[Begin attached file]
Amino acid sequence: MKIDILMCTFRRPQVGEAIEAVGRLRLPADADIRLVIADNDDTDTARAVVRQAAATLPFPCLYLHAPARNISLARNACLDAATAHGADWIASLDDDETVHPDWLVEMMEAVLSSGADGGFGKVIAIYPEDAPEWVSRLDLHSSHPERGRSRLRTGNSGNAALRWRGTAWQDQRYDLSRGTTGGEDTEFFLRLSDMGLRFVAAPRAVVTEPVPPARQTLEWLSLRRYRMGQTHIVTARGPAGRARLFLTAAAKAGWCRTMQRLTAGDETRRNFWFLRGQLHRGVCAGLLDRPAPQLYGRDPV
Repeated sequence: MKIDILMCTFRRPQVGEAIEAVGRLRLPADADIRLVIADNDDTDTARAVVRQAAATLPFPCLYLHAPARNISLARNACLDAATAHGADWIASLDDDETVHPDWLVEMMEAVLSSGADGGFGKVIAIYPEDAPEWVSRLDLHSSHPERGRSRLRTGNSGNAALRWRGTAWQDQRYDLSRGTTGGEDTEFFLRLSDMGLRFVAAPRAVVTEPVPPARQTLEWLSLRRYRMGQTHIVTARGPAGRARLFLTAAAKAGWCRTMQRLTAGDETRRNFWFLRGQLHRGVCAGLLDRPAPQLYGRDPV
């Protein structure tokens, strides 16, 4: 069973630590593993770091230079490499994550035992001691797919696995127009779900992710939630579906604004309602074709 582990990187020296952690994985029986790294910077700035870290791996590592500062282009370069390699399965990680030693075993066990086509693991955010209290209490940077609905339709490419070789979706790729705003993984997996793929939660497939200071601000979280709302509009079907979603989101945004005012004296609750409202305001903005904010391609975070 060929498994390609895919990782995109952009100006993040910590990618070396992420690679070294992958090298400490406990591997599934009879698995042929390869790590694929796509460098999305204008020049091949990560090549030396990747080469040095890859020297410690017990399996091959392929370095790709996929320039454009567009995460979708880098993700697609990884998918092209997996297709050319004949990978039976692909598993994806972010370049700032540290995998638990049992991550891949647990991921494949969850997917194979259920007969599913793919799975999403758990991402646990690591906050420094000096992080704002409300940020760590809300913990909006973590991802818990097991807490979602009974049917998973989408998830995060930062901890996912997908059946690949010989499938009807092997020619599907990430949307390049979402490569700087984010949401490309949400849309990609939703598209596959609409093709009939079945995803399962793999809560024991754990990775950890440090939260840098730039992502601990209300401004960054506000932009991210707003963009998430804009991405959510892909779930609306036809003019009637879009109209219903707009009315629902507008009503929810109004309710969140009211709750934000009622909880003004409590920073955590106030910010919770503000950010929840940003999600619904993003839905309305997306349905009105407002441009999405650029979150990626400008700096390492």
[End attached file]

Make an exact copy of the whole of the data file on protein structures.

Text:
Amino acid sequence: MKIDILMCTFRRPQVGEAIEAVGRLRLPADADIRLVIADNDDTDTARAVVRQAAATLPFPCLYLHAPARNISLARNACLDAATAHGADWIASLDDDETVHPDWLVEMMEAVLSSGADGGFGKVIAIYPEDAPEWVSRLDLHSSHPERGRSRLRTGNSGNAALRWRGTAWQDQRYDLSRGTTGGEDTEFFLRLSDMGLRFVAAPRAVVTEPVPPARQTLEWLSLRRYRMGQTHIVTARGPAGRARLFLTAAAKAGWCRTMQRLTAGDETRRNFWFLRGQLHRGVCAGLLDRPAPQLYGRDPV
Repeated sequence: MKIDILMCTFRRPQVGEAIEAVGRLRLPADADIRLVIADNDDTDTARAVVRQAAATLPFPCLYLHAPARNISLARNACLDAATAHGADWIASLDDDETVHPDWLVEMMEAVLSSGADGGFGKVIAIYPEDAPEWVSRLDLHSSHPERGRSRLRTGNSGNAALRWRGTAWQDQRYDLSRGTTGGEDTEFFLRLSDMGLRFVAAPRAVVTEPVPPARQTLEWLSLRRYRMGQTHIVTARGPAGRARLFLTAAAKAGWCRTMQRLTAGDETRRNFWFLRGQLHRGVCAGLLDRPAPQLYGRDPV
């Protein structure tokens, strides 16, 4: 069973630590593993770091230079490499994550035992001691797919696995127009779900992710939630579906604004309602074709 582990990187020296952690994985029986790294910077700035870290791996590592500062282009370069390699399965990680030693075993066990086509693991955010209290209490940077609905339709490419070789979706790729705003993984997996793929939660497939200071601000979280709302509009079907979603989101945004005012004296609750409202305001903005904010391609975070 060929498994390609895919990782995109952009100006993040910590990618070396992420690679070294992958090298400490406990591997599934009879698995042929390869790590694929796509460098999305204008020049091949990560090549030396990747080469040095890859020297410690017990399996091959392929370095790709996929320039454009567009995460979708880098993700697609990884998918092209997996297709050319004949990978039976692909598993994806972010370049700032540290995998638990049992991550891949647990991921494949969850997917194979259920007969599913793919799975999403758990991402646990690591906050420094000096992080704002409300940020760590809300913990909006973590991802818990097991807490979602009974049917998973989408998830995060930062901890996912997908059946690949010989499938009807092997020619599907990430949307390049979402490569700087984010949401490309949400849309990609939703598209596959609409093709009939079945995803399962793999809560024991754990990775950890440090939260840098730039992502601990209300401004960054506000932009991210707003963009998430804009991405959510892909779930609306036809003019009637879009109209219903707009009315629902507008009503929810109004309710969140009211709750934000009622909880003004409590920073955590106030910010919770503000950010929840940003999600619904993003839905309305997306349905009105407002441009999405650029979150990626400008700096390492």